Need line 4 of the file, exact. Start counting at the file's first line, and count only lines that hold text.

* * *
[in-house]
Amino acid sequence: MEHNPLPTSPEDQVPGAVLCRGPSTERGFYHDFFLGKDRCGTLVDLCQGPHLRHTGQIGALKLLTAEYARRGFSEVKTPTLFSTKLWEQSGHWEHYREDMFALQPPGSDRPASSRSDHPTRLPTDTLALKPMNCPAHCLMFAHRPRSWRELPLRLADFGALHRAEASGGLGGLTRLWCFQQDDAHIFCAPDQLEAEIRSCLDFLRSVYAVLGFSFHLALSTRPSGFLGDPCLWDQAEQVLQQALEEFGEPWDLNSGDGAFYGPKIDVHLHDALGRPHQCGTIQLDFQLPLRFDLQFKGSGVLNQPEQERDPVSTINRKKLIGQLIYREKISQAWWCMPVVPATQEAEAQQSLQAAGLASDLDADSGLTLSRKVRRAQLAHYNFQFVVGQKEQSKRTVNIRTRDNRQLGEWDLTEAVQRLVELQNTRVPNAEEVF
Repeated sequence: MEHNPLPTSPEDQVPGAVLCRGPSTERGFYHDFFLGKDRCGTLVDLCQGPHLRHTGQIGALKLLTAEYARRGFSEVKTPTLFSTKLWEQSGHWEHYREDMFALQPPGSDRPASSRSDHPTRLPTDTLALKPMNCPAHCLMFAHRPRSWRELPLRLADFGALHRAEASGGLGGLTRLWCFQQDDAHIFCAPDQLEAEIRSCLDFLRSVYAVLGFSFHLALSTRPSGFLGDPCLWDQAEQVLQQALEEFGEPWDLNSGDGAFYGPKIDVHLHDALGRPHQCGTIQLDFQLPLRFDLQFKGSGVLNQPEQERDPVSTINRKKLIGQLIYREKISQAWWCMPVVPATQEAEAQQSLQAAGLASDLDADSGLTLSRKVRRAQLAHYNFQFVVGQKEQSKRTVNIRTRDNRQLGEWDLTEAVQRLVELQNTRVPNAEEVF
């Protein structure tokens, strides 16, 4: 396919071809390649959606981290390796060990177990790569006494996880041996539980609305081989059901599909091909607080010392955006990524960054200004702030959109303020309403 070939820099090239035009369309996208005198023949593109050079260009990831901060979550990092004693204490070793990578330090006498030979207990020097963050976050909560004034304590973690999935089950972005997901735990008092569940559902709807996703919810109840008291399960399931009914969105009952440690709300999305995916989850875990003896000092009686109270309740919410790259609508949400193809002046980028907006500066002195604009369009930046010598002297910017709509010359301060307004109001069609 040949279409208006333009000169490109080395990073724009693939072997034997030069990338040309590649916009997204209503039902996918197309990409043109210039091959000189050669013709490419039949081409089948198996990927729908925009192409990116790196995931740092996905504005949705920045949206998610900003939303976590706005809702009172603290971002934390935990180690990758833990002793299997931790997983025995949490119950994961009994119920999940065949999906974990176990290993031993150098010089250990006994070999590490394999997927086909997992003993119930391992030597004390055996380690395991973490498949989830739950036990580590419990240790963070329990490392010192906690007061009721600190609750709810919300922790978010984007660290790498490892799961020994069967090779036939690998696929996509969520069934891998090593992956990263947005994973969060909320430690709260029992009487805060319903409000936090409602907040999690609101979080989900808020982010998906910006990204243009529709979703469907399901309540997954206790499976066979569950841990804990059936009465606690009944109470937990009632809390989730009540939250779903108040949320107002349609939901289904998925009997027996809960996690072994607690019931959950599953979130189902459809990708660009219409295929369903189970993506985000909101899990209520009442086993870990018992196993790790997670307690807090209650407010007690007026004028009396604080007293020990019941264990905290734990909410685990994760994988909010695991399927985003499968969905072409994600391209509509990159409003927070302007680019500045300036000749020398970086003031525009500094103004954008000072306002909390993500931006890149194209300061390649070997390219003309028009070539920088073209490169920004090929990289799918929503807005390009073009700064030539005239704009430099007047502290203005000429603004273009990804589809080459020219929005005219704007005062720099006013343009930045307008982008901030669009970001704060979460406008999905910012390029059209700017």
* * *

């Protein structure tokens, strides 16, 4: 396919071809390649959606981290390796060990177990790569006494996880041996539980609305081989059901599909091909607080010392955006990524960054200004702030959109303020309403 070939820099090239035009369309996208005198023949593109050079260009990831901060979550990092004693204490070793990578330090006498030979207990020097963050976050909560004034304590973690999935089950972005997901735990008092569940559902709807996703919810109840008291399960399931009914969105009952440690709300999305995916989850875990003896000092009686109270309740919410790259609508949400193809002046980028907006500066002195604009369009930046010598002297910017709509010359301060307004109001069609 040949279409208006333009000169490109080395990073724009693939072997034997030069990338040309590649916009997204209503039902996918197309990409043109210039091959000189050669013709490419039949081409089948198996990927729908925009192409990116790196995931740092996905504005949705920045949206998610900003939303976590706005809702009172603290971002934390935990180690990758833990002793299997931790997983025995949490119950994961009994119920999940065949999906974990176990290993031993150098010089250990006994070999590490394999997927086909997992003993119930391992030597004390055996380690395991973490498949989830739950036990580590419990240790963070329990490392010192906690007061009721600190609750709810919300922790978010984007660290790498490892799961020994069967090779036939690998696929996509969520069934891998090593992956990263947005994973969060909320430690709260029992009487805060319903409000936090409602907040999690609101979080989900808020982010998906910006990204243009529709979703469907399901309540997954206790499976066979569950841990804990059936009465606690009944109470937990009632809390989730009540939250779903108040949320107002349609939901289904998925009997027996809960996690072994607690019931959950599953979130189902459809990708660009219409295929369903189970993506985000909101899990209520009442086993870990018992196993790790997670307690807090209650407010007690007026004028009396604080007293020990019941264990905290734990909410685990994760994988909010695991399927985003499968969905072409994600391209509509990159409003927070302007680019500045300036000749020398970086003031525009500094103004954008000072306002909390993500931006890149194209300061390649070997390219003309028009070539920088073209490169920004090929990289799918929503807005390009073009700064030539005239704009430099007047502290203005000429603004273009990804589809080459020219929005005219704007005062720099006013343009930045307008982008901030669009970001704060979460406008999905910012390029059209700017």